Traders are betting the Canadian dollar fell too far, too fast in its worst start to a year in more than four decades, as rising commodities prices and a forecast budget surplus damp speculation for interest-rate cuts.
Canadian data suggest momentum is gradually slowing for home prices and construction, supporting policy maker statements the nation’s C$2.03 trillion ($1.87 trillion) housing market will avoid a crash.
Dundee Real Estate Investment Trust and Calloway REIT are bearing the brunt of a rout among real estate, utility and telecommunications shares as rising bond yields reduce demand for high-dividend stocks.
The Canadian dollar, the sixth worst performer against the U.S. dollar this year among major currencies, is poised to rebound on North American growth amid dwindling safe assets globally, according to panelists at the Bloomberg Canadian Fixed Income Conference.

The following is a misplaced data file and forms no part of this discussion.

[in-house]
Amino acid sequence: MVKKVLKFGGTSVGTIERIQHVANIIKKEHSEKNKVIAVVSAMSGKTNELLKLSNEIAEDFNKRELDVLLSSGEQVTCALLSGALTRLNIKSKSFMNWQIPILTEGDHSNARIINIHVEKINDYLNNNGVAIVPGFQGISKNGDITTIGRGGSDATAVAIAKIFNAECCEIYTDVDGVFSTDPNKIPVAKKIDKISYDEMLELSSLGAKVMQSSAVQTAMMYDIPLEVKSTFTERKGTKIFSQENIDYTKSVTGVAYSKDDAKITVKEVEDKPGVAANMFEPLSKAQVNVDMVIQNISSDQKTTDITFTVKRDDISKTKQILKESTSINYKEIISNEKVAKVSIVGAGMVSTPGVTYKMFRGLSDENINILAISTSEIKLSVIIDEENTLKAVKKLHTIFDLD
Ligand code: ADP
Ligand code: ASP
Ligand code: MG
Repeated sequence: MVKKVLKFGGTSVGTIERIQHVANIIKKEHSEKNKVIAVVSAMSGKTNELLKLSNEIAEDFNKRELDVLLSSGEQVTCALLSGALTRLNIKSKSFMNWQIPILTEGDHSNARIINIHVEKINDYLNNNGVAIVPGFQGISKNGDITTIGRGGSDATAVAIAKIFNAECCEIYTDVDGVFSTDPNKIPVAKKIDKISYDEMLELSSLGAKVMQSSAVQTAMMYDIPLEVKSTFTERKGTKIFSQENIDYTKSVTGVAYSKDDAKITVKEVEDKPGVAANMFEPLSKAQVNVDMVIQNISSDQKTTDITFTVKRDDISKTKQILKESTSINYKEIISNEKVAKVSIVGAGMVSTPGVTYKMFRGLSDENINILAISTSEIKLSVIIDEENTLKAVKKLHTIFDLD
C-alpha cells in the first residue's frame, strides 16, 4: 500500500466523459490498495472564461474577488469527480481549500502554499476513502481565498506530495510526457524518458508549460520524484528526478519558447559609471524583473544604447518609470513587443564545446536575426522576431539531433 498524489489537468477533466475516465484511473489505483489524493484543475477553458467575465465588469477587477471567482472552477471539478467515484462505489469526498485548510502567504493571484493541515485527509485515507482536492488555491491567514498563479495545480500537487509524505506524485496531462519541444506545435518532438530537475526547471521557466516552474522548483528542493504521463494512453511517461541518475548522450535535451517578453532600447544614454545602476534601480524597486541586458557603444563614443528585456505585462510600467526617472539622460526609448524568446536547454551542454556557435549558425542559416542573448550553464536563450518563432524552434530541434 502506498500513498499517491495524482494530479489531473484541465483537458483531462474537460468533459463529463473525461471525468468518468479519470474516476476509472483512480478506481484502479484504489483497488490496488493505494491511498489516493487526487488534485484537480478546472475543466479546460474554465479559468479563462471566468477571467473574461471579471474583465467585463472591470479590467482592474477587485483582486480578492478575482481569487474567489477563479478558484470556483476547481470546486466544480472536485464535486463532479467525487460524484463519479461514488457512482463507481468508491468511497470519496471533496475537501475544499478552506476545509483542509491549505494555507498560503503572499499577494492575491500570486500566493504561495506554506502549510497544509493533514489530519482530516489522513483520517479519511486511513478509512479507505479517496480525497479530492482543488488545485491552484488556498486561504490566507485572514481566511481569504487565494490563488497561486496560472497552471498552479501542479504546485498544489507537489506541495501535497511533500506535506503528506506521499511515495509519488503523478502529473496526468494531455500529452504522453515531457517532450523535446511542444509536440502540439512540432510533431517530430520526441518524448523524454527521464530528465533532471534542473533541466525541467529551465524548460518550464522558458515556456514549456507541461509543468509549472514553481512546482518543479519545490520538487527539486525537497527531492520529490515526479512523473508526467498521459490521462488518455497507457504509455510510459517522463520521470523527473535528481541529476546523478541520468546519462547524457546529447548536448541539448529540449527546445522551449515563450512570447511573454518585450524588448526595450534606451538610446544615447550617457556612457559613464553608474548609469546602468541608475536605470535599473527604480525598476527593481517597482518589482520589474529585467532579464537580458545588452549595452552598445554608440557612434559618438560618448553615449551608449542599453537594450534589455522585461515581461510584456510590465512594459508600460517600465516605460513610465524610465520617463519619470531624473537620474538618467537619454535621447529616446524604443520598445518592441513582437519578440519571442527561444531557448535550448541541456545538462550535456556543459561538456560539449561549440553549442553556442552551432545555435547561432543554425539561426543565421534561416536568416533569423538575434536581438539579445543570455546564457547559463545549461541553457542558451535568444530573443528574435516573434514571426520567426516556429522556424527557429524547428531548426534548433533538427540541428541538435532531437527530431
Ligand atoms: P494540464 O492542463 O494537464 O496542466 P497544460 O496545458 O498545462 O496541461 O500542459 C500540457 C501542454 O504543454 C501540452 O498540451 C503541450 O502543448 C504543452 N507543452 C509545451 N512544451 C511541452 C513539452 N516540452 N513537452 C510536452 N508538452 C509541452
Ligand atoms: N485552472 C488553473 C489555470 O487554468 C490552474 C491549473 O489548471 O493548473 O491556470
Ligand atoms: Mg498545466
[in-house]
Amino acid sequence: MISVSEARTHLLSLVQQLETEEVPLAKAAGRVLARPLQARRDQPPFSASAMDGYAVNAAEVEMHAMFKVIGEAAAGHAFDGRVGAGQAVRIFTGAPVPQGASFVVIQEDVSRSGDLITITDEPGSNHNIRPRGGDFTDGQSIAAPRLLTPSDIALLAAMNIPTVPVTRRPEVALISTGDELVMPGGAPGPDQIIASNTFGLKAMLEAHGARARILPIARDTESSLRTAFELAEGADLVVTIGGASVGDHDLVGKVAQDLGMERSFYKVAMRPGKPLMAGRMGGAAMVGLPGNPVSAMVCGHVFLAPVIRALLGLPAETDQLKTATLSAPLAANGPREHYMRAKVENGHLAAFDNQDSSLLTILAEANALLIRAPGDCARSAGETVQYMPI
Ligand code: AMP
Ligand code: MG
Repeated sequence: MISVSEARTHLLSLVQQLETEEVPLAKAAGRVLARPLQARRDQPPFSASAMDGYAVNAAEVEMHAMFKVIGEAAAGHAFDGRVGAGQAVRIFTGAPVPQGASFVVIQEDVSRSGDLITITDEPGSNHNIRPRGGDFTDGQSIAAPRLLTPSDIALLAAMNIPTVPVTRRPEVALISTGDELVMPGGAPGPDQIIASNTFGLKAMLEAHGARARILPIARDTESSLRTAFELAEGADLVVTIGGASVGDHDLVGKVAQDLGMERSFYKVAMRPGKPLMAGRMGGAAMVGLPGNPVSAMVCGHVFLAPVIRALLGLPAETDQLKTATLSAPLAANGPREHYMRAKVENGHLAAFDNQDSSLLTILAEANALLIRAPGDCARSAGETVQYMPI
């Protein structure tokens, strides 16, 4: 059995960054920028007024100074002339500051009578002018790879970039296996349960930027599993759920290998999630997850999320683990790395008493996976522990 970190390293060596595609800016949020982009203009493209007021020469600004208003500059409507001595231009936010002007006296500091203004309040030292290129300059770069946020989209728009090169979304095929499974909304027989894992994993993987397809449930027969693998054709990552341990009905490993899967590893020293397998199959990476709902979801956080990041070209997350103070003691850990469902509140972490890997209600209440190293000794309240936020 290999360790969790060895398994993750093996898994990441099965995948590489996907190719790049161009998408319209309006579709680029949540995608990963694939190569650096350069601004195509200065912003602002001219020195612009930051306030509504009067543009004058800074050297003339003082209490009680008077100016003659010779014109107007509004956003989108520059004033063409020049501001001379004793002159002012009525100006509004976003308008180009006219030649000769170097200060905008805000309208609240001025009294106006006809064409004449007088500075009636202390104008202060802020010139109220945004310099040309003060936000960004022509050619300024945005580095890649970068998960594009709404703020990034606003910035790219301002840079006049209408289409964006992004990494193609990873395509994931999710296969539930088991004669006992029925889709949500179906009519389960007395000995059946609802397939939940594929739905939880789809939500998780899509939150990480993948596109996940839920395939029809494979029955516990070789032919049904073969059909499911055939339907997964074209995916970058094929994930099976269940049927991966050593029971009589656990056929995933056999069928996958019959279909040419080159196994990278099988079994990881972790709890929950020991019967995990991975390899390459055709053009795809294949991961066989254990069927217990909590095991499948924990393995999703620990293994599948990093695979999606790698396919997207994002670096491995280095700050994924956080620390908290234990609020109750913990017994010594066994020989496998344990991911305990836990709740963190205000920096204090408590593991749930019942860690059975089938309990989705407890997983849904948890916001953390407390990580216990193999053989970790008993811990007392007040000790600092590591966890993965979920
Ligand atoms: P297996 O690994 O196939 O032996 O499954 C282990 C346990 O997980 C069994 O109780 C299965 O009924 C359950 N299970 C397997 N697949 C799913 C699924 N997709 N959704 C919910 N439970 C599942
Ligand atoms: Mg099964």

A partial federal government shutdown lasting through the end of this week would pare 0.2 percentage point from U.S. economic growth and cost as much as 0.5 point if it continues another two weeks, according to the median estimate in a Bloomberg survey of economists.
Bank of Canada Governor Mark Carney told lawmakers the Canadian economy stalled or shrank last quarter, sharing with Finance Minister Jim Flaherty the view that growth will rebound without further government stimulus.
Canada’s dollar rose the most in eight months on bets economic growth will fuel demand for the nation’s raw materials and Europe’s debt crisis spurred demand for currencies backed by relatively strong balance sheets.
Quebec is ramping up efforts to develop its northern region by investing in infrastructure, seeking to attract resource companies and boost royalties from increased output of minerals and hydrocarbons, Finance Minister Raymond Bachand said.